Humans As Moral Beings


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CS Lewis On "Right & Wrong As A Clue To The Meaning Of The Universe"

Perhaps the most significant difference between human beings and the rest of the animal kingdom is the fact that we are moral beings who have a core sense of right and wrong, good and evil.

CS Lewis argued the case for God as a moral law-giver in the first five chapters of Mere Christianity. His argument is:

1. There is a universal Moral Law, which is not the same as culturally conditioned ideas of what is and is not acceptable behaviour.

2. If there is a universal Moral Law, there must be a Moral Law-giver.

3. If there is a Moral Law-giver, it must be something, or Someone, beyond the natural universe.

4. Therefore, there is Something, or Someone, beyond the universe.

Lewis argued that we all have within us a sense of right and wrong behaviour and character. There is a sense of “oughtness” that presses upon us. He says:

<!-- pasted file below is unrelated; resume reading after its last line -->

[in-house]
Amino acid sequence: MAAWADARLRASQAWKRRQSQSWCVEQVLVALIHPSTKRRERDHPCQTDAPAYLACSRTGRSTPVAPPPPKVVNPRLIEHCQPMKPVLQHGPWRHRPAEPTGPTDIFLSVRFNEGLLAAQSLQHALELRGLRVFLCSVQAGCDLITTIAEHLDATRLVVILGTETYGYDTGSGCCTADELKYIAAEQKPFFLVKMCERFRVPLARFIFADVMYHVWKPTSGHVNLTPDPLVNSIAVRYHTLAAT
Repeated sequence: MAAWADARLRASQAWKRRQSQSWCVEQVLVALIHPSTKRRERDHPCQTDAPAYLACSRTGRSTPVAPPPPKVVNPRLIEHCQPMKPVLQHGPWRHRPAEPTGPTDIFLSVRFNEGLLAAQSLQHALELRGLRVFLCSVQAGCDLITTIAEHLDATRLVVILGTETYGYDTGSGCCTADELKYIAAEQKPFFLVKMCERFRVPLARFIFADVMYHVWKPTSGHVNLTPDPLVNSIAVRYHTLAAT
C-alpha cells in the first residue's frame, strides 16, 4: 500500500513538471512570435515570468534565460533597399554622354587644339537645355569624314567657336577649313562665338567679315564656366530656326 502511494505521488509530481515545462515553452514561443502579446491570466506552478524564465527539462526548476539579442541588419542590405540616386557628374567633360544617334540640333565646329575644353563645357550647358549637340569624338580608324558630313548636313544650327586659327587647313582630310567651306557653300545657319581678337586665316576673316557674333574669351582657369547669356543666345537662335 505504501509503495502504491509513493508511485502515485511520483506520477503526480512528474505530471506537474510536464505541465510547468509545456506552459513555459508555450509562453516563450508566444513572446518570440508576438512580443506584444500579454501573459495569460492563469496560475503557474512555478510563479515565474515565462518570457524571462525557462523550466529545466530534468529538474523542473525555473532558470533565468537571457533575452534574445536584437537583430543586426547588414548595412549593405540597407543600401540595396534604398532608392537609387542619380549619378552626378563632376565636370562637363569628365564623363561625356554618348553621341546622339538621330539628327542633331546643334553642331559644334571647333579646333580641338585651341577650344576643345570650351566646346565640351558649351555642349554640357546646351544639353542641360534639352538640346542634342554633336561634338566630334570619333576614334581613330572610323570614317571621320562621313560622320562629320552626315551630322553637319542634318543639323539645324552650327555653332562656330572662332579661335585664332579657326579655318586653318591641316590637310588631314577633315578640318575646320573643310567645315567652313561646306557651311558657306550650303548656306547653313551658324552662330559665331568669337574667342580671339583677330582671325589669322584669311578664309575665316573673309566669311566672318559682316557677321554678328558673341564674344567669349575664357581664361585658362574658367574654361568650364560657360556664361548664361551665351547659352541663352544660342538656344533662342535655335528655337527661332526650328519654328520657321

“Human beings, all over the earth, have this curious idea that they ought to behave in a certain way, and cannot really get rid of it.”

Lewis Calls This Law of Right Behaviour the Moral Law

We live in a moral universe—in addition to the physical facts (for example,“this chair is brown”, “Gold is atomic number 79”), there are moral facts (“lying is wrong”, “bravery is a virtue”). We find in the universe “a real law, which none of us made, but which we find pressing on us.” "But if there is an objective Moral Law, and none of us made it, there must be something else that produced the Moral Law, a Moral Law-giver as in premise (2)."

Christian apologist Ravi Zacharias puts it this way:

"When you say there is evil, aren’t you admitting there is good? When you accept the existence of goodness, you must affirm a moral law on the basis of which to differentiate between good and evil. But when you admit to a moral law, you must posit a moral lawgiver."

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